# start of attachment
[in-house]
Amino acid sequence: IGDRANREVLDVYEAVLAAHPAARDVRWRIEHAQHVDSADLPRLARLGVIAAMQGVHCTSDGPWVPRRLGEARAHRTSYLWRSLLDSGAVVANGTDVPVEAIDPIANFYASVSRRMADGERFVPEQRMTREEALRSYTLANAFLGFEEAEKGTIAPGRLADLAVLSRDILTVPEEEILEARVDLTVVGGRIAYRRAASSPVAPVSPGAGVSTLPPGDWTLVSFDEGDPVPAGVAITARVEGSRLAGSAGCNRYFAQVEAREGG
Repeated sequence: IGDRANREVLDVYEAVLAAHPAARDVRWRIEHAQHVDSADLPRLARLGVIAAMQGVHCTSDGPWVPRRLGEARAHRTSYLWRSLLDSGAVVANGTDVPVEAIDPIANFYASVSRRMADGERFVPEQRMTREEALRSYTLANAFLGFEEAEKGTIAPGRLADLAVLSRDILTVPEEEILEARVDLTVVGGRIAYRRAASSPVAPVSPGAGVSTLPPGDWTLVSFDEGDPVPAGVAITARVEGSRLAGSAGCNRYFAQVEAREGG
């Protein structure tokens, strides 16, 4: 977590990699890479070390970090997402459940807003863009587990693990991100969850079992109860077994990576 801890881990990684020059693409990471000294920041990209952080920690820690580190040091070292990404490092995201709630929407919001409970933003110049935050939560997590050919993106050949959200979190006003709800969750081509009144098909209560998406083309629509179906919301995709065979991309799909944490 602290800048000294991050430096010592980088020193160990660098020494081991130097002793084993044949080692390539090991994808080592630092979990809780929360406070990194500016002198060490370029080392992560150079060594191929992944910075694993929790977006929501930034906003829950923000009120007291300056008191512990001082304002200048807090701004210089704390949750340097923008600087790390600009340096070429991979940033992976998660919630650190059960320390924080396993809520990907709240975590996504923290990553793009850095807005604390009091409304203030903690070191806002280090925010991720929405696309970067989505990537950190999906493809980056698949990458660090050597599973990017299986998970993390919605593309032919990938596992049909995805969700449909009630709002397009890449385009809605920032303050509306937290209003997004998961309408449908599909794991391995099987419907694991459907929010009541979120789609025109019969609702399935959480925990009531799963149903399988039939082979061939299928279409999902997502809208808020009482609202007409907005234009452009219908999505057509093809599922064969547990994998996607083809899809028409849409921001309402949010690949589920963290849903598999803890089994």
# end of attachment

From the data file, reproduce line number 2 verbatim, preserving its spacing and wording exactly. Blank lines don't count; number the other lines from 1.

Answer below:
Amino acid sequence: IGDRANREVLDVYEAVLAAHPAARDVRWRIEHAQHVDSADLPRLARLGVIAAMQGVHCTSDGPWVPRRLGEARAHRTSYLWRSLLDSGAVVANGTDVPVEAIDPIANFYASVSRRMADGERFVPEQRMTREEALRSYTLANAFLGFEEAEKGTIAPGRLADLAVLSRDILTVPEEEILEARVDLTVVGGRIAYRRAASSPVAPVSPGAGVSTLPPGDWTLVSFDEGDPVPAGVAITARVEGSRLAGSAGCNRYFAQVEAREGG